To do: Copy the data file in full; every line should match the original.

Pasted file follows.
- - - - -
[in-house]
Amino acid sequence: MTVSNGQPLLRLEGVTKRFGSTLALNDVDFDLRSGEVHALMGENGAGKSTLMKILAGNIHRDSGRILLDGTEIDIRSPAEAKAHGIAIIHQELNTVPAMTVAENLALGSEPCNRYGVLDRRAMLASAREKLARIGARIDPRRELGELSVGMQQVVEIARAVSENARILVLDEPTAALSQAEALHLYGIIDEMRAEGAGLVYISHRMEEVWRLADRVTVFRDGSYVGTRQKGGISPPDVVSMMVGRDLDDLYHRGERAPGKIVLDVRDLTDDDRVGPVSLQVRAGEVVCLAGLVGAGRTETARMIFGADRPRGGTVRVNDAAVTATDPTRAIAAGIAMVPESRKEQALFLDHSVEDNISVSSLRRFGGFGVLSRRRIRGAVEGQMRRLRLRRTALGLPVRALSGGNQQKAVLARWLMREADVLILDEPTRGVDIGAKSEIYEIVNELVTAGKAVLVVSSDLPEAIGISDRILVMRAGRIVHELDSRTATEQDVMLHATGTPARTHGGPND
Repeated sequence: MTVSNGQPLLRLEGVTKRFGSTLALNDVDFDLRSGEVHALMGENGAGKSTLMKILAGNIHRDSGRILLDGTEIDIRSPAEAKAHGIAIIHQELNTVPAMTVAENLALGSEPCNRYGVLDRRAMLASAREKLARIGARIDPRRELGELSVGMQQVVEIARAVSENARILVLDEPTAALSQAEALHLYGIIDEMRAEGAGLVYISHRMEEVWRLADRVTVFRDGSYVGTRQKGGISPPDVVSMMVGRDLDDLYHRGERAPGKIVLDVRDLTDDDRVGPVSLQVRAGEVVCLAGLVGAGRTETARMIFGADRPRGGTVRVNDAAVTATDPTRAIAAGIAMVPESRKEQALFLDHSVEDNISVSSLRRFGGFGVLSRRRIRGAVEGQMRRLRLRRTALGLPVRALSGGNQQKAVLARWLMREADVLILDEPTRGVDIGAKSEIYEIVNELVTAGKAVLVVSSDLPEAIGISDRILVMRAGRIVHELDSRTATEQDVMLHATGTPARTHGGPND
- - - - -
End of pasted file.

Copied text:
[in-house]
Amino acid sequence: MTVSNGQPLLRLEGVTKRFGSTLALNDVDFDLRSGEVHALMGENGAGKSTLMKILAGNIHRDSGRILLDGTEIDIRSPAEAKAHGIAIIHQELNTVPAMTVAENLALGSEPCNRYGVLDRRAMLASAREKLARIGARIDPRRELGELSVGMQQVVEIARAVSENARILVLDEPTAALSQAEALHLYGIIDEMRAEGAGLVYISHRMEEVWRLADRVTVFRDGSYVGTRQKGGISPPDVVSMMVGRDLDDLYHRGERAPGKIVLDVRDLTDDDRVGPVSLQVRAGEVVCLAGLVGAGRTETARMIFGADRPRGGTVRVNDAAVTATDPTRAIAAGIAMVPESRKEQALFLDHSVEDNISVSSLRRFGGFGVLSRRRIRGAVEGQMRRLRLRRTALGLPVRALSGGNQQKAVLARWLMREADVLILDEPTRGVDIGAKSEIYEIVNELVTAGKAVLVVSSDLPEAIGISDRILVMRAGRIVHELDSRTATEQDVMLHATGTPARTHGGPND
Repeated sequence: MTVSNGQPLLRLEGVTKRFGSTLALNDVDFDLRSGEVHALMGENGAGKSTLMKILAGNIHRDSGRILLDGTEIDIRSPAEAKAHGIAIIHQELNTVPAMTVAENLALGSEPCNRYGVLDRRAMLASAREKLARIGARIDPRRELGELSVGMQQVVEIARAVSENARILVLDEPTAALSQAEALHLYGIIDEMRAEGAGLVYISHRMEEVWRLADRVTVFRDGSYVGTRQKGGISPPDVVSMMVGRDLDDLYHRGERAPGKIVLDVRDLTDDDRVGPVSLQVRAGEVVCLAGLVGAGRTETARMIFGADRPRGGTVRVNDAAVTATDPTRAIAAGIAMVPESRKEQALFLDHSVEDNISVSSLRRFGGFGVLSRRRIRGAVEGQMRRLRLRRTALGLPVRALSGGNQQKAVLARWLMREADVLILDEPTRGVDIGAKSEIYEIVNELVTAGKAVLVVSSDLPEAIGISDRILVMRAGRIVHELDSRTATEQDVMLHATGTPARTHGGPND